The experiment was conducted at the Observation Platform of Marine Meteorology (OPMM) tower located at 21°27′ N, 111°18′ E, at Bohe, Guangdong, China (figure 1). The tower is in water of 16 m depth and 7 km from the nearest shore. The experiment was conducted over the period from 13 to 21 July 2014. The following measurements were made: three acoustic Doppler velocimeter (ADVs, Nortek Vector) were attached to the tower at vertical intervals of 1.5 m, with the upper ADV at 2.6 m below the mean water level. In order to avoid the side effects of supporting structure on the observed data, a hollow triangle column was designed to support three ADVs. The hollow structure could let the water flow fluently with less perturbation. The side length of triangle was 20 cm, and the diameter of the steel member was 2.0 cm. The ADVs were arranged 30 cm away from the triangle structure. To cover the full experiment duration with limited memory, measurements were made every 30 min for 3 min duration at the sampling rate of 64 Hz for the upper and lower ADVs, and 8 Hz for the middle one. The data were stored in a recorder encased in the instrument. Should any changes be made to the experiment, the recording cables were also connected with all the three ADVs, so we could save the observed data to computer as we wanted. Other ancillary measurements are discussed in the electronic supplementary material. Soon after the instruments were installed, Rammasun, a category 4 typhoon passed by and made landfall over the nearby Hainan Island on 18 July 2014. Packing a 10 min sustained wind speed of 165 km h^{−1} (1 min sustained wind at 250 km h^{−1}), the typhoon proved to be extremely destructive. Although the OPMM tower survived intact, the experimental settings were totally demolished. All instruments were damaged beyond repair or lost when this typhoon passed through the area. Fortunately, data from the lower ADV instrument could be salvaged from the recovered recorder covering about 185 h, from 17.00 13 July to 10.00 21 July, but only the data covering about 108 h, from 17.00 on 13 July to 03.30 on 18 July, can be used for further analysis, because the heading, pitch and roll of the lower ADV had shown that the frame-attached ADVs with OPMM began to waggle owing to the effect of Rammasun since 03.30 on 18 July. These are the data used in this paper; more detailed experimental and meteorological conditions can be found in the electronic supplementary material.

Two typical sections of data are presented here. One section was recorded at 15.00, 15 July 2015, well ahead of the typhoon, and is called Data section 1 in the following. The other section was recorded at 17.30 on 17 July, just before the instrument was damaged. We call it Data section 2. The crucial wave–turbulence interaction mechanism is reported here.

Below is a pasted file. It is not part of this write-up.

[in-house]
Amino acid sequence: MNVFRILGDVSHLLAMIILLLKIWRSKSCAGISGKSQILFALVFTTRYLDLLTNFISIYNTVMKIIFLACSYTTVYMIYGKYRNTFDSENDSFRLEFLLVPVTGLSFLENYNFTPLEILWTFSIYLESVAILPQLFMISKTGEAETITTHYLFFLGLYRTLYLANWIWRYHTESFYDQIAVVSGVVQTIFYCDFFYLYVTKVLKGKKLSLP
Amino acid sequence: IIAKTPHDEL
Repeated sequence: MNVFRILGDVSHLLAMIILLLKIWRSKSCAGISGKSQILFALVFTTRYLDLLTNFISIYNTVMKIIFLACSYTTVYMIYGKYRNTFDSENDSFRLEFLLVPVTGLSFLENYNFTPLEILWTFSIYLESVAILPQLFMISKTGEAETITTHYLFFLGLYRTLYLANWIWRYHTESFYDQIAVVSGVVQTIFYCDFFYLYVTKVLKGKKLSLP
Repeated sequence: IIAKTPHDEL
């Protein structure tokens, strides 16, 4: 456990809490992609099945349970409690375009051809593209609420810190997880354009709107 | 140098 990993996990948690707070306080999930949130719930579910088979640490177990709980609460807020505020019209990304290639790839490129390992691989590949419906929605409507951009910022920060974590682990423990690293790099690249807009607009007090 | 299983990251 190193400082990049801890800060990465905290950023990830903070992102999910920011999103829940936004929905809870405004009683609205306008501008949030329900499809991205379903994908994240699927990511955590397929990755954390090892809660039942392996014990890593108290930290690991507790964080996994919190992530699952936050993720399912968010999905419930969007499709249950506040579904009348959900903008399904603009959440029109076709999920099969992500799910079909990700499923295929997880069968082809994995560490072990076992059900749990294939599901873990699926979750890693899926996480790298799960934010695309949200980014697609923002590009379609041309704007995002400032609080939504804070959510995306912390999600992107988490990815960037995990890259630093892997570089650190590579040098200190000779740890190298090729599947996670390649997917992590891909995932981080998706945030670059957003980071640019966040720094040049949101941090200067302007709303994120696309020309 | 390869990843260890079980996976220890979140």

For Data section 1, we will concentrate on the vertical component of the velocity measurements, for by construction the set-up Doppler instrument performs best along this direction. The data from the horizontal components are presented in the electronic supplementary material, for our analysis indicates that these data are only marginally useful for our purposes. The detailed data analysis procedures are also given in the electronic supplementary material; we will outline the data analysis of the vertical components here as follows: the raw data from the vertical component was first cleansed by removing the occasional outliers caused mostly by data dropout for lack of suspended particles serving as acoustic reflectors. The root mean squared value of the cleansed data is 0.10 m s^{−1}, which suggests that the magnitude of the velocity is about O(10^{−1} m s^{−1}). The Fourier spectra for the raw and cleansed data are given in figure 2*a* together with a Kolmogorov −5/3 power law spectral form used as a guide for turbulence motions. From the spectra, we can see that, after the removal of the outliers, the spectrum of the cleansed data generally follows the Kolmogorov spectral line up to near 10 Hz before finally levelling off. Ideally, the higher the frequency, the more isotropic the turbulence should be. The levelling off, however, indicated otherwise; the higher-frequency turbulence seen here actually approaches white noise, a fact that can only be explained by the insufficient accuracy of the ADV instrument used in this experiment. The overall spectral shape is similar to those obtained either in the laboratory [18] or in the field [20], all showing a prominent peak of the surface wave, near 0.2 Hz in this case, and a long tail. Of note here is that the spectral tail, covering nearly two decades in frequency, indicates that the large-scale waves in the open ocean data indeed offer, for the first time, a possibility to have a scale separation between waves and turbulence.